Journalist Nomi Prins Explains That $7 Trillion the Fed Magically Created
From The Quarantine Tapes Podcast with Paul Holdengräber
Hosted by Paul Holdengräber, The Quarantine Tapes chronicles shifting paradigms in the age of social distancing. Each day, Paul calls a guest for a brief discussion about how they are experiencing the global pandemic.
On Episode 115 of The Quarantine Tapes, Paul Holdengräber talks with journalist Nomi Prins. With a long history writing about Wall Street and the economy, Nomi talks about her decision to return to finish her PhD during quarantine. Then, their conversation turns to what has been happening in the national and global economy as a result of the pandemic. Nomi contextualizes the current financial situation with a brief history of the Federal Reserve. She explains to Paul what actions the Federal Reserve has taken in the past few months and how those choices ripple out across the globe. Nomi recounts her recent trip to the Hoover Dam, holding it up as an example of a project undertaken in a moment of financial crisis that benefited the country and the planet.
From the episode:
Paul Holdengräber: What has the Fed been doing for the last six months? We hear about trillions and trillions of dollars. Where are those trillions of dollars coming from, and where are they going, and what are they being used for?
Nomi Prins: They’re coming from a couple different places. But for the most part, the Federal Reserve being able to electronically create money that effectively then goes through the largest bank in the country—the idea of that is to incentivize them to lend it out to the actual people in the country and to therefore help the economy, because individuals or small businesses and so forth will be able to get loans from their banks. And the banks get that money in turn from the Federal Reserve, and the idea is that all makes things work well. But in reality, what happened was, the trillions of dollars you’re mentioning, which is about 7 trillion dollars, which is a significant portion—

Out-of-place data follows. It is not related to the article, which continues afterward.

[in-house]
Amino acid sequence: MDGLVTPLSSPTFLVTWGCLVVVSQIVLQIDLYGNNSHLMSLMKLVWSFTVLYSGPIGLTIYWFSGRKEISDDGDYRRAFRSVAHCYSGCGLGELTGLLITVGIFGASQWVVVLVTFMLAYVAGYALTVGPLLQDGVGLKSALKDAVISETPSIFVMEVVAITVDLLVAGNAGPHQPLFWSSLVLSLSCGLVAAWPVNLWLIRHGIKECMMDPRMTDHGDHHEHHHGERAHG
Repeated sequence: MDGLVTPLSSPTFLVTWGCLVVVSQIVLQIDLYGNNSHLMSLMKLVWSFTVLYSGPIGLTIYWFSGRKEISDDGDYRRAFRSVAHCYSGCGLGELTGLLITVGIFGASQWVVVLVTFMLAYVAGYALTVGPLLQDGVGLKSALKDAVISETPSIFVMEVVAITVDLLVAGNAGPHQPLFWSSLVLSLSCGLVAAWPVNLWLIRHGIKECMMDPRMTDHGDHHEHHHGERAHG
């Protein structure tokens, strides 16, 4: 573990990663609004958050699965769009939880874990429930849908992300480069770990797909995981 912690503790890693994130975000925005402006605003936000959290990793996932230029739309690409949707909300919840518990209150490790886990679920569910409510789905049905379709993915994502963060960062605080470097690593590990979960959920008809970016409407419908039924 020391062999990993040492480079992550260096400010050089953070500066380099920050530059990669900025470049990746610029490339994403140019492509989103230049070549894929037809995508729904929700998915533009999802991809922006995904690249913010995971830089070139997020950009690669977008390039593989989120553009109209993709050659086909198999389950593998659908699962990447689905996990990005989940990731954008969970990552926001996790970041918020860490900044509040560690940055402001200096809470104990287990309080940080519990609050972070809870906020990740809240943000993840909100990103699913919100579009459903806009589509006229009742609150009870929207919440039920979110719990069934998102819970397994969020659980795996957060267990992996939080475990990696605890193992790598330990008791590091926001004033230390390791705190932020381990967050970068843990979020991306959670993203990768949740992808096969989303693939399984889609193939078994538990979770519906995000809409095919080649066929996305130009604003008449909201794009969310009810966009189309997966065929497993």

Paul Holdengräber: Yeah, I can’t even figure out what that looks like.
Nomi Prins: I’m not gonna say that it’s right, but it’s like, you know, go up to Mars, multiple it by a couple times, come back down, and that distance is like 7 trillion dollars. That’s not exactly accurate, and different people have the actual math on that, but it’s a lot.
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